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Many dogs seem to love water the way I love a good peanut butter and jelly sandwich. During warmer months, I see them swimming in pools, splashing in lakes, hanging 20 on surfboards, and they always seem to be living it up.
There’s nothing wrong with that — in fact, water play is a wonderful way for dogs to stay cool in summer and wear themselves out at the same time — but bodies of water can hold hazards that might not be visible to the naked eye. Here’s what you should know about keeping your dog safe while he’s in the swim of things.
One water-borne risk is from Giardia, a microscopic protozoal parasite that infects the intestines when a dog ingests cysts (infectious offspring) shed in another animal’s feces. Often, dogs become infected through drinking contaminated water. Giardia is one of the most common intestinal infections we see in dogs (and cats).
Infected dogs may show no signs, but it’s not uncommon for dogs with Giardia — the condition is known as giardiasis — to get diarrhea, or “the squirts,” as it’s sometimes nicknamed. Other possible signs of giardiasis include vomiting, weight loss or lethargy (lack of energy).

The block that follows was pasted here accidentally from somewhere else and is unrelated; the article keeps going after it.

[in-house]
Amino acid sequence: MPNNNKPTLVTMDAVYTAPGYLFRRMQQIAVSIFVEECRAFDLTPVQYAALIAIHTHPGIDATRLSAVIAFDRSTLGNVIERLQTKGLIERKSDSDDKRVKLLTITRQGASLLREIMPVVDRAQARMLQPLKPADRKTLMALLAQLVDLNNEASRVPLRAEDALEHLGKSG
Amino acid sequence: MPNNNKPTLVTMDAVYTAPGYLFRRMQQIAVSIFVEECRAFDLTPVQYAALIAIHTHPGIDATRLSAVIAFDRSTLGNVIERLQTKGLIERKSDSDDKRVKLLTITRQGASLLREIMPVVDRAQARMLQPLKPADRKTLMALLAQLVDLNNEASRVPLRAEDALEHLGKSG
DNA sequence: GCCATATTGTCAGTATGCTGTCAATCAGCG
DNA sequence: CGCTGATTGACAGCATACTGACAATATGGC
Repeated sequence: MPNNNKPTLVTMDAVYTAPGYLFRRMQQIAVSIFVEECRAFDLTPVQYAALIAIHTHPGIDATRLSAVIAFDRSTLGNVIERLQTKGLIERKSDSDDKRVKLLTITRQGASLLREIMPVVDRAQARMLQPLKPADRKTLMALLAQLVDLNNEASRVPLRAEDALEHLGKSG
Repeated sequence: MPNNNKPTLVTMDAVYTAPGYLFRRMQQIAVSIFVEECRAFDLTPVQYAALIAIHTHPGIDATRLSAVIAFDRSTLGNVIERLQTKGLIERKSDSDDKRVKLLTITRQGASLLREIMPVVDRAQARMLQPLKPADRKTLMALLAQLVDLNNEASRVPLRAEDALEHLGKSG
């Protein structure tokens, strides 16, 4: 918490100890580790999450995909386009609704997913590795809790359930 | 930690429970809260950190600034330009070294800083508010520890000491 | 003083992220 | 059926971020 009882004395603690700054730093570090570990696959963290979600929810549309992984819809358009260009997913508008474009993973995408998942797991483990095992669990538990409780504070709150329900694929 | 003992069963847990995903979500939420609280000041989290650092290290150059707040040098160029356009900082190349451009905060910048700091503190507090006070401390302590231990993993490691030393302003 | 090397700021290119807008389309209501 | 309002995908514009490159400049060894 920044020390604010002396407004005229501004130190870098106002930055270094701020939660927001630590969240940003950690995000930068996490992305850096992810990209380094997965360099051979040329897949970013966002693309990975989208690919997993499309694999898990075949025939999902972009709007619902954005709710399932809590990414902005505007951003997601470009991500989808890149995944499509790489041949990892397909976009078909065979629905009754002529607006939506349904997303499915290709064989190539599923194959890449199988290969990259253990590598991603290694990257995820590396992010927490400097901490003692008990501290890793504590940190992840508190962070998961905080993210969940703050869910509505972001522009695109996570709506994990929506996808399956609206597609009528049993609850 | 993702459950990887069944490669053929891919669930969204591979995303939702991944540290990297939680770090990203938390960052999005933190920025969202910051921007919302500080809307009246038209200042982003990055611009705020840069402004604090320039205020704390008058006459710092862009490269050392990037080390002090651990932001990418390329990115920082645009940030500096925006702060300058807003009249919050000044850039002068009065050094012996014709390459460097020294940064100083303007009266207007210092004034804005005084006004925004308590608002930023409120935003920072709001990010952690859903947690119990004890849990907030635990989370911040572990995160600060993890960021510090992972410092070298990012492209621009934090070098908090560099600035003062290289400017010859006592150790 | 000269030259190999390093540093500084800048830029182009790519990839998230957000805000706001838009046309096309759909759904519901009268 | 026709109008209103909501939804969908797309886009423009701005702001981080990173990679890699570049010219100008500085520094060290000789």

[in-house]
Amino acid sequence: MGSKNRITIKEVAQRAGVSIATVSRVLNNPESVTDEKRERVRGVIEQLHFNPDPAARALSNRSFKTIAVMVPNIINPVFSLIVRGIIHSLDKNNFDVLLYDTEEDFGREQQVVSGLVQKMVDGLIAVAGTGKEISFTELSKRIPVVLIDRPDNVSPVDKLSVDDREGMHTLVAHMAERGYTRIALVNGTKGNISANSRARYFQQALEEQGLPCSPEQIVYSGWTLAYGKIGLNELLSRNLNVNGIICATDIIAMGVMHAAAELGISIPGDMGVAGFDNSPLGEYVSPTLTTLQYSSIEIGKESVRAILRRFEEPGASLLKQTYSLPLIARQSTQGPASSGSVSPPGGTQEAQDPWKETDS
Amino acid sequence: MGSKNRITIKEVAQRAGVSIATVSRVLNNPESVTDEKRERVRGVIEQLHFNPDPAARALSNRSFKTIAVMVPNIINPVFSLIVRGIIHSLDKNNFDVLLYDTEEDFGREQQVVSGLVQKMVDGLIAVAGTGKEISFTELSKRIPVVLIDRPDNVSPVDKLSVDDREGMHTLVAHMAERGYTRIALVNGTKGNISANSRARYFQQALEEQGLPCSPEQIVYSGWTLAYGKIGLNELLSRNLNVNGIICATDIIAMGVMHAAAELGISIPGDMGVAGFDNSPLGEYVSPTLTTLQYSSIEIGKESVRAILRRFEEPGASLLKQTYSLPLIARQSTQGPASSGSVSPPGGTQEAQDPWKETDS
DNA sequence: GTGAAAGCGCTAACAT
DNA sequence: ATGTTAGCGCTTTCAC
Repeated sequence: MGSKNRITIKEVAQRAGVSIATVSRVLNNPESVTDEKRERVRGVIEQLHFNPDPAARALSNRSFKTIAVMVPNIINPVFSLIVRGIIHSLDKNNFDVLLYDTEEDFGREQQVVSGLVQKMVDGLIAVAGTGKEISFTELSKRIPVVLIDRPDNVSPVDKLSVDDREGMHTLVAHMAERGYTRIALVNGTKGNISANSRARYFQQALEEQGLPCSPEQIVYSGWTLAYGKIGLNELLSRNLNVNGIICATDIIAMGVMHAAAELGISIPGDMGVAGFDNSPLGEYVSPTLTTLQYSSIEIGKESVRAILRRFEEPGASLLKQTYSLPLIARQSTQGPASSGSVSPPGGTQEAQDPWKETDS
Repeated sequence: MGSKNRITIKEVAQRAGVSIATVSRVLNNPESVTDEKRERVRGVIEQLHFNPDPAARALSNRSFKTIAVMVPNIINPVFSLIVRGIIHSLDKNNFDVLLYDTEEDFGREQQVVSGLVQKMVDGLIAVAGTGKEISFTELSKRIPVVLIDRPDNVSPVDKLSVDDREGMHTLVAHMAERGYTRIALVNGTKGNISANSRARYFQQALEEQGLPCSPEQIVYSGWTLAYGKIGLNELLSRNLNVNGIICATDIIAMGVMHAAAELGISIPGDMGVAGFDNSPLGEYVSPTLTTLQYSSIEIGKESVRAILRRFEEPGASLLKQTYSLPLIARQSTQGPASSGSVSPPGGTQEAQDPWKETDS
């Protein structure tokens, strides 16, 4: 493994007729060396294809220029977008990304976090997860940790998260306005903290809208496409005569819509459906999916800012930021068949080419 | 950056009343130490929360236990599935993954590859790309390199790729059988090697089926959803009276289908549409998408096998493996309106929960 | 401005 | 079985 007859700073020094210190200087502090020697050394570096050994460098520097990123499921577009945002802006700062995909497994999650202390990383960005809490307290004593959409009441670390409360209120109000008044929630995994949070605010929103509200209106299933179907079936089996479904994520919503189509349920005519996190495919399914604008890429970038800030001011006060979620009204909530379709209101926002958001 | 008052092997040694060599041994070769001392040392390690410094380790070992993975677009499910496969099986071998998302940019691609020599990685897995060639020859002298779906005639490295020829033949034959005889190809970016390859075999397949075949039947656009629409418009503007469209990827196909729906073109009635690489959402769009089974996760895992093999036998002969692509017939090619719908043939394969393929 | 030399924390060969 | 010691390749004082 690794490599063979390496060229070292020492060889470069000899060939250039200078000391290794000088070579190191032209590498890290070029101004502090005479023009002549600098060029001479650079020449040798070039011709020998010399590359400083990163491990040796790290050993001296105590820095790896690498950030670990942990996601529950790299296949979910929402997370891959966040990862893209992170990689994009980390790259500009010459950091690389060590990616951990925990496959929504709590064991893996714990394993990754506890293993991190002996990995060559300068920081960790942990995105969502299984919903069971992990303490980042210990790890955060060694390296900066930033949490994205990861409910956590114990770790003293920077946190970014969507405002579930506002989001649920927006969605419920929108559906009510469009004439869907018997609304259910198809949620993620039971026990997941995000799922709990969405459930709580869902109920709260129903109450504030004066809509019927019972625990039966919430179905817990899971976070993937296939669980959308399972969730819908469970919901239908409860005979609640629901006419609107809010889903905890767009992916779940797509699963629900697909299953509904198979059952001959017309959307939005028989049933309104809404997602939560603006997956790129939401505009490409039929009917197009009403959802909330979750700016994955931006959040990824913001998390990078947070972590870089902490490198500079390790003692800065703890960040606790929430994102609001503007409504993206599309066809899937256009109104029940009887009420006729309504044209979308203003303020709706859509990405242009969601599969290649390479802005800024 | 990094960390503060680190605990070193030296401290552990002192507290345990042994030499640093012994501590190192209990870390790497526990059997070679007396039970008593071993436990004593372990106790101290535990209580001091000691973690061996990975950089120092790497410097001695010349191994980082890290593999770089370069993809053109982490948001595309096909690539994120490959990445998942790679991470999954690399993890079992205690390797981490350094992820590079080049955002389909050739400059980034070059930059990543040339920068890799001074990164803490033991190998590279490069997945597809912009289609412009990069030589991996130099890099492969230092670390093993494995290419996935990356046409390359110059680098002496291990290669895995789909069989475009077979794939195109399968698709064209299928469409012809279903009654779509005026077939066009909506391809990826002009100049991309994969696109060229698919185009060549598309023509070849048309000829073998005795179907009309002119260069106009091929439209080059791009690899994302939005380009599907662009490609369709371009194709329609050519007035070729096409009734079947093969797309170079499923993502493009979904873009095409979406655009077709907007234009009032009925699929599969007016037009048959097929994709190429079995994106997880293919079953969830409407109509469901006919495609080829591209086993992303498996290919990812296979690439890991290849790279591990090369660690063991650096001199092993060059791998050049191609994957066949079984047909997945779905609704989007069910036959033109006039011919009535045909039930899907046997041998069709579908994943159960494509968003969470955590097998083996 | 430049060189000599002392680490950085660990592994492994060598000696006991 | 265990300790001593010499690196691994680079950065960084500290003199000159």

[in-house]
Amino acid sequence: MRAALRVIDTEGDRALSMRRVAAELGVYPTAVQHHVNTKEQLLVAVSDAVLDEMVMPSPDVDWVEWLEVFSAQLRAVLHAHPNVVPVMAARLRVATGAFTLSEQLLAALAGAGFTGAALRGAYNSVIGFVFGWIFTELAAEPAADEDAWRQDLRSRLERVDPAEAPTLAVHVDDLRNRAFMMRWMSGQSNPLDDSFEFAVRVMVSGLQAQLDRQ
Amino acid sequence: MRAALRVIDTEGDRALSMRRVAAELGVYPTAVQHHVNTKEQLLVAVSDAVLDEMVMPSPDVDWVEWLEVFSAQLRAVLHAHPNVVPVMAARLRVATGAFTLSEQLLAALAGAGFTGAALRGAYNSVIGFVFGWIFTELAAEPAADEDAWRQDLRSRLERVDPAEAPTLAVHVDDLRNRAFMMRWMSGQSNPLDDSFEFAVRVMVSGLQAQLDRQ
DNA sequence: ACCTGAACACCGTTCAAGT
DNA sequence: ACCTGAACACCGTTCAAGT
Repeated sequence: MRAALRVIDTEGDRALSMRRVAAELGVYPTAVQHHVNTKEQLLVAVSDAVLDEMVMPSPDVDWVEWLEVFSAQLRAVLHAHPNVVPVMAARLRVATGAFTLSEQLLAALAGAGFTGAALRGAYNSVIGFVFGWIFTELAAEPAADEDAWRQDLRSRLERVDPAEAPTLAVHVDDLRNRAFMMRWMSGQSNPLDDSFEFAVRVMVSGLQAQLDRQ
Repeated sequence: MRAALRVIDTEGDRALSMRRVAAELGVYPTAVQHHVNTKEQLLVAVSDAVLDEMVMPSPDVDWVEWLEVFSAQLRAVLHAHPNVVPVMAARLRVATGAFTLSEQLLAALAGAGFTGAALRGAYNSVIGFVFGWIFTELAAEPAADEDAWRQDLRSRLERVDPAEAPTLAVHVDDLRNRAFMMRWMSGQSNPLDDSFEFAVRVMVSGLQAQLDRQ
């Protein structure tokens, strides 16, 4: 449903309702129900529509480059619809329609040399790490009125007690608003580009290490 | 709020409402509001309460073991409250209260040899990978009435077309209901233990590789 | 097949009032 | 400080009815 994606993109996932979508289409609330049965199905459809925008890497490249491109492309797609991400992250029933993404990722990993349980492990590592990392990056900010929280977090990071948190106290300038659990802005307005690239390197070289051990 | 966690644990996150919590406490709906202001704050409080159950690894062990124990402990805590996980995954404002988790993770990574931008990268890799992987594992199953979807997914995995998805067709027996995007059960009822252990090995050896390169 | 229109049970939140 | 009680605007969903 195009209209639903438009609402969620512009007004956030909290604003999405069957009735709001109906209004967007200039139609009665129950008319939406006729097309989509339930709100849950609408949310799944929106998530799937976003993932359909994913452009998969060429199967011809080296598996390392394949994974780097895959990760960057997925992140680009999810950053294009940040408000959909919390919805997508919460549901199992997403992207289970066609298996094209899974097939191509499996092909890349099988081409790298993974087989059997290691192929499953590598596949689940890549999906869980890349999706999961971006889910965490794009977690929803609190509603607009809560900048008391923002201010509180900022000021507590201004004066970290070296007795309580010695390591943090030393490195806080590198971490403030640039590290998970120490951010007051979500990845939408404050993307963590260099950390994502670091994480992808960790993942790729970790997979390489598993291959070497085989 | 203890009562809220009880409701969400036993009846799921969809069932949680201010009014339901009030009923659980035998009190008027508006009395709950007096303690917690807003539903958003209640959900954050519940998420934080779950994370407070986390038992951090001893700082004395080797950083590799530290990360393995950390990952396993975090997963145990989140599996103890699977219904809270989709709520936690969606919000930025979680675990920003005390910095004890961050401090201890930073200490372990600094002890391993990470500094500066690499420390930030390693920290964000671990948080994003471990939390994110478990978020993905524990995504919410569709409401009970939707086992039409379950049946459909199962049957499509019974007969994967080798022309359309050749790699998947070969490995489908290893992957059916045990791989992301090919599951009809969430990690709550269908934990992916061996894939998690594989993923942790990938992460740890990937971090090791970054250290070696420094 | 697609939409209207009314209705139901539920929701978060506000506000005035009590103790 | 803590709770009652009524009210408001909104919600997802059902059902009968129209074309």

Puppies are especially at risk, but older dogs can become infected as well. The best way to help prevent giardiasis is to ensure that your dog doesn’t drink potentially contaminated water, such as that from streams or other water sources where animals may have pooped. If you’re hiking or camping, carry fresh water for him, or filter or boil water before giving it to him. And just so you know, humans can also get Giardia, but they rarely get it from dogs.
Blue-green algae (cyanobacteria) is a toxic bacterial stew that can cause upper respiratory problems, affect the liver and neurological system, or even kill your dog if he drinks it. Found on lakes with poor water quality, the blue-green algal blooms can resemble green paint, pea soup, or thick blue or green foam. The water may stink or look scummy. Dogs can ingest the bacteria when they drink lake water or lick themselves after swimming in contaminated water. Keep your dog out of the water if you suspect a harmful algal bloom (HAB) and rinse him thoroughly with fresh water if he hops in before you realize there’s a problem.
Cyanobacteria are most common in mid to late summer, when water temperatures are likely to be high, but they can also occur in relatively cool water, too. Some cyanobacterial toxins can remain in water for days or weeks after the algal bloom disappears, so limit your dog’s lake outings for a while if you know a bloom has occurred.
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